Hiking to Fish Caves

The truck bounded down the rutted sandy road. When we talked about hiking, I thought I knew were we were going.  But now, I am not so sure.  We passed the turn off for the place I was expecting, backed up, and took a road opposite.  The path was barely visible in places.

I am excited to hike something new and at the prospect of no others being around.  And the farther down this road we travel, the more certain I am that we will be alone.

This is my first hike in years, and Nikki is my children’s age.  I worry that I will let her down, that I won’t be able to make it to the caves.  But I am here with her and excited about the prospect of being on a mountain again.

The path is not clear at first, but as we begin to pick our way through rocks and low bushes, it becomes clearer.  It is not a well work path, but it is visible.  It doesn’t take long before I am feeling the effects of the incline.  I slow down but don’t stop.  My heart is beating fast, my breath has become gaspy, and my calves are aching.  I’m going to feel this in the morning.

Sooner than I expect we are at the first cave.  I turn around and look out across the valley.  It’s wide open; I can see for miles.  The truck is as small as a toy truck.

The cave has a big rock at the mouth were we sit for a bit.  The shade feels good on our hot skin.  Then we start looking around ready for more.  It’s not a deep cave, and there is a sand hill just past the entrance. We walk for a short bit.  The ceiling is covered in smoke, and there is a dead bat on the sand.  Not having flash lights, this is the farthest we go in.

Back out of the cave, we climb up and around it.  Moving further up the hill, I am fresh again, and the hike feels good, exhilarating.  The climb becomes steeper and rockier.  We are climbing over rough ground and large rocks.  I can see the cave up a head. I am concerned about whether I can get back down or not knowing that my knee is stiff making me awkward at times, but I continue.

The cave is shallower than the first one, and there are more rocks at the mouth.  They are smooth and easy to lie back on.  Looking at the ceiling here, the rocks amaze me with how they stick together and remain in place.  There is a hole off the side in the roof with rocks leading to it.  I am thinking about how they are giving away, but Nikki is climbing through. Following, I can fit, but not easily.  There is no obvious trail, but Nikki is climbing again.  There is one more cave she wants to show me.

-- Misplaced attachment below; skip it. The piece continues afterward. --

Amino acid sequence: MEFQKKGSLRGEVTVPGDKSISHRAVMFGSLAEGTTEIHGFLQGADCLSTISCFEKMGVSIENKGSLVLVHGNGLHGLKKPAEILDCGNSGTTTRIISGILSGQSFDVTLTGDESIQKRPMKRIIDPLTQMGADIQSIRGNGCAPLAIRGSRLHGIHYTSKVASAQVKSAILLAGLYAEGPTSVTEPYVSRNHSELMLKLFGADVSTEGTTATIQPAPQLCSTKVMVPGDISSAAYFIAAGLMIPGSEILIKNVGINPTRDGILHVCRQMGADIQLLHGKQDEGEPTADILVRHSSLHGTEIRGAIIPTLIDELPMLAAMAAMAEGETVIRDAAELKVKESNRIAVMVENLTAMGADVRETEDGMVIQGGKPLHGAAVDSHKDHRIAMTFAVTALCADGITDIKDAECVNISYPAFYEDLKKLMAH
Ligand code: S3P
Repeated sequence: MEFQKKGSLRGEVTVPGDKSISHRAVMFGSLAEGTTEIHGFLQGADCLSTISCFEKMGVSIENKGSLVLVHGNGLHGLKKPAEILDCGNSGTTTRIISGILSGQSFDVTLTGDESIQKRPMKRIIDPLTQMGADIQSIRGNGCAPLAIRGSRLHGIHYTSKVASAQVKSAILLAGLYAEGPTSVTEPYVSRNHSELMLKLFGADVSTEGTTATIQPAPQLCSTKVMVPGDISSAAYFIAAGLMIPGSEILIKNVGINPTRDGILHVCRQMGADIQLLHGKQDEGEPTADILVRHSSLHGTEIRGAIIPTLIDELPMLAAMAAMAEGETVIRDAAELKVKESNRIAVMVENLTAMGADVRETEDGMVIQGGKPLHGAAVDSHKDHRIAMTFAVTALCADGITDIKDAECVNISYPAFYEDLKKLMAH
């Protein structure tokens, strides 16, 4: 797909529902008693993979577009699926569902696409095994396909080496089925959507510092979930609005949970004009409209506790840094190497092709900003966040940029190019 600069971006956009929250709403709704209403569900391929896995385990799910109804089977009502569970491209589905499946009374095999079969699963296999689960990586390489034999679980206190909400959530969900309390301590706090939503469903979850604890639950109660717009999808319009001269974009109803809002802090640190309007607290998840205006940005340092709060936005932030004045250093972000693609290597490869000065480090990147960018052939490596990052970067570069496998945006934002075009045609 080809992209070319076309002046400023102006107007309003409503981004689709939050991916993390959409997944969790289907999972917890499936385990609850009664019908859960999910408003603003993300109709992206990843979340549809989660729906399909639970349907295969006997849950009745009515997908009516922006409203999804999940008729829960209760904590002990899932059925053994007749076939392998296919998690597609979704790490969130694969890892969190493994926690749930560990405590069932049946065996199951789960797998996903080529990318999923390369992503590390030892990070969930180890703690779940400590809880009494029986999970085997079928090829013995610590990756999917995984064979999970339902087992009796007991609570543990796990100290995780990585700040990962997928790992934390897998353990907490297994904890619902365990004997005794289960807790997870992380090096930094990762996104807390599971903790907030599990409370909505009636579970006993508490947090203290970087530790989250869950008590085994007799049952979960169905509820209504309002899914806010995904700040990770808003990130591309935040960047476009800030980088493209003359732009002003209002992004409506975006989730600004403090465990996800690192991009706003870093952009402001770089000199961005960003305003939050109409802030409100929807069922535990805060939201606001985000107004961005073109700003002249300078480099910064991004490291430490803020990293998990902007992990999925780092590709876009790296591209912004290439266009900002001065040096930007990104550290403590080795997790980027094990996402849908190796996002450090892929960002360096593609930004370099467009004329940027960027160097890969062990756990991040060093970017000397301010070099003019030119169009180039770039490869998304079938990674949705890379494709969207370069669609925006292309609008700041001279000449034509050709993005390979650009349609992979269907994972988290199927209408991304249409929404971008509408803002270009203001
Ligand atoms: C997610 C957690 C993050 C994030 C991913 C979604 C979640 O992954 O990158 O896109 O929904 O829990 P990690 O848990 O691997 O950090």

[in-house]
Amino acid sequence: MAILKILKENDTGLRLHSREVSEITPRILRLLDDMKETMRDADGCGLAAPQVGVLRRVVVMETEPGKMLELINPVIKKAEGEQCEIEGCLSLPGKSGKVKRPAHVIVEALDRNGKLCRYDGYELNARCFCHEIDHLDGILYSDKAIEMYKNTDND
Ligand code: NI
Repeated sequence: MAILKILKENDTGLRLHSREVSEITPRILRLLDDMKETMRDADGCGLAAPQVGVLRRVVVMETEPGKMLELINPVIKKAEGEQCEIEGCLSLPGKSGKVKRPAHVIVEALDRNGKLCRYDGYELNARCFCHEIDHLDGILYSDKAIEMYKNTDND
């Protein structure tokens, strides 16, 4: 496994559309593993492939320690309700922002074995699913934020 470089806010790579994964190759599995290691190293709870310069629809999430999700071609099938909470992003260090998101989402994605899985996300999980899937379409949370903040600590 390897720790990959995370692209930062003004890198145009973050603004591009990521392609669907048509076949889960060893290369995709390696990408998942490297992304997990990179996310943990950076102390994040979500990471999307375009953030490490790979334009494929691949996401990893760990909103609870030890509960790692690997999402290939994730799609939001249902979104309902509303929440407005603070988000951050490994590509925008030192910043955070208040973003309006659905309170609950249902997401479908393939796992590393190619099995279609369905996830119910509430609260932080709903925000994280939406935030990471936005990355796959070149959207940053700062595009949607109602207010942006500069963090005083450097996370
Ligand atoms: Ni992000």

fish caves

The climb here is easy, and there is not far to go.  We hear the buzzing before we see them.  Wasps have made a home right at the entrance of the cave in the low hanging rock.  They are busy and I am nervous, so we go back to the middle cave that we climbed through.  On our return, I look back out over the valley.  The Navy base and Rattle Snake Mountain are visible.  The green fields and brown fallow grasslands are expansive.  The mountains to the west are purple in the setting sun, and the clouds have taken on a sherbet hue.

The setting sun indicates that it is time for us to return to the truck which is now a mini toy.  Climbing to the first cave is not as difficult as I had feared, but it is not easy either.  My feet keep slipping, the rock wall overhangs the trail, and I slip to sitting.  Instead of trying to stand and climb down the trail again, I finish this section sitting and sliding on the rocks.  This makes it easier for me to get across the larger rocks with the bigger steps.  Then we are back at the first cave and the path, though steep, is much easier than the last part of the trail.

We have done it.  The hike is through, and I am excited about hiking again.  We talk about hiking every weekend that the weather is good enough.  This hike showed me that I can still do this and enjoy myself like I had always had.  I am ready for more and longer, even for more vigorous hikes.


Leave a Reply

Fill in your details below or click an icon to log in:

WordPress.com Logo

You are commenting using your WordPress.com account. Log Out /  Change )

Twitter picture

You are commenting using your Twitter account. Log Out /  Change )

Facebook photo

You are commenting using your Facebook account. Log Out /  Change )

Connecting to %s